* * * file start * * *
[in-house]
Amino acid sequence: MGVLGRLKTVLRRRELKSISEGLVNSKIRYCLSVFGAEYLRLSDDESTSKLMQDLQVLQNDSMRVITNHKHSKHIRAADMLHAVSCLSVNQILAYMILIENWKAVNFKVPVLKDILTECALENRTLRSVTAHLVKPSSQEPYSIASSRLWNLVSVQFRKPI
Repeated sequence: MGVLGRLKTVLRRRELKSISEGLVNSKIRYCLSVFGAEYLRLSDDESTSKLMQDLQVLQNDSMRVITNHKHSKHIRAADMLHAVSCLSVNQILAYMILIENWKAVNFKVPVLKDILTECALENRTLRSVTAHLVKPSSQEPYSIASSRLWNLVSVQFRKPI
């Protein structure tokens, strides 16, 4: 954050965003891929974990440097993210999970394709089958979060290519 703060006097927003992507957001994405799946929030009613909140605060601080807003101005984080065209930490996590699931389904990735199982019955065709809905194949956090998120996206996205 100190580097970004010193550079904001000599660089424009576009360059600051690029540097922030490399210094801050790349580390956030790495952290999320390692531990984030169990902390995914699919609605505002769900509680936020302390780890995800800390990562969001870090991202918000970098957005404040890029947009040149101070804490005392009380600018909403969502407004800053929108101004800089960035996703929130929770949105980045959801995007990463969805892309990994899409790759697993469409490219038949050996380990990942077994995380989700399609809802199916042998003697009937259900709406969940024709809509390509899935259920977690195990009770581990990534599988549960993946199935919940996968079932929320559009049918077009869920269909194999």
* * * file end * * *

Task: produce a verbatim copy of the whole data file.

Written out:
[in-house]
Amino acid sequence: MGVLGRLKTVLRRRELKSISEGLVNSKIRYCLSVFGAEYLRLSDDESTSKLMQDLQVLQNDSMRVITNHKHSKHIRAADMLHAVSCLSVNQILAYMILIENWKAVNFKVPVLKDILTECALENRTLRSVTAHLVKPSSQEPYSIASSRLWNLVSVQFRKPI
Repeated sequence: MGVLGRLKTVLRRRELKSISEGLVNSKIRYCLSVFGAEYLRLSDDESTSKLMQDLQVLQNDSMRVITNHKHSKHIRAADMLHAVSCLSVNQILAYMILIENWKAVNFKVPVLKDILTECALENRTLRSVTAHLVKPSSQEPYSIASSRLWNLVSVQFRKPI
């Protein structure tokens, strides 16, 4: 954050965003891929974990440097993210999970394709089958979060290519 703060006097927003992507957001994405799946929030009613909140605060601080807003101005984080065209930490996590699931389904990735199982019955065709809905194949956090998120996206996205 100190580097970004010193550079904001000599660089424009576009360059600051690029540097922030490399210094801050790349580390956030790495952290999320390692531990984030169990902390995914699919609605505002769900509680936020302390780890995800800390990562969001870090991202918000970098957005404040890029947009040149101070804490005392009380600018909403969502407004800053929108101004800089960035996703929130929770949105980045959801995007990463969805892309990994899409790759697993469409490219038949050996380990990942077994995380989700399609809802199916042998003697009937259900709406969940024709809509390509899935259920977690195990009770581990990534599988549960993946199935919940996968079932929320559009049918077009869920269909194999």